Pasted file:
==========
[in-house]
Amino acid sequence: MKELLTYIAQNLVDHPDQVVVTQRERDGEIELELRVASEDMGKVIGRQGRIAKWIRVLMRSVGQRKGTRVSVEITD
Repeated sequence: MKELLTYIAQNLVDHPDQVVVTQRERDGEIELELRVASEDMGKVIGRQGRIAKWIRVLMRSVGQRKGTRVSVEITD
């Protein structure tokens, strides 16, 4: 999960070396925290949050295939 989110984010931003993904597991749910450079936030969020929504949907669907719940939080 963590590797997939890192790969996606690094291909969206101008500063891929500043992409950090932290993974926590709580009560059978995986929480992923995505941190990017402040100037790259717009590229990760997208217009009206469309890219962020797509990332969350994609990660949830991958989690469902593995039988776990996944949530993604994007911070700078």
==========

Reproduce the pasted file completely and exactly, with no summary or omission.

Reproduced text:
[in-house]
Amino acid sequence: MKELLTYIAQNLVDHPDQVVVTQRERDGEIELELRVASEDMGKVIGRQGRIAKWIRVLMRSVGQRKGTRVSVEITD
Repeated sequence: MKELLTYIAQNLVDHPDQVVVTQRERDGEIELELRVASEDMGKVIGRQGRIAKWIRVLMRSVGQRKGTRVSVEITD
């Protein structure tokens, strides 16, 4: 999960070396925290949050295939 989110984010931003993904597991749910450079936030969020929504949907669907719940939080 963590590797997939890192790969996606690094291909969206101008500063891929500043992409950090932290993974926590709580009560059978995986929480992923995505941190990017402040100037790259717009590229990760997208217009009206469309890219962020797509990332969350994609990660949830991958989690469902593995039988776990996944949530993604994007911070700078």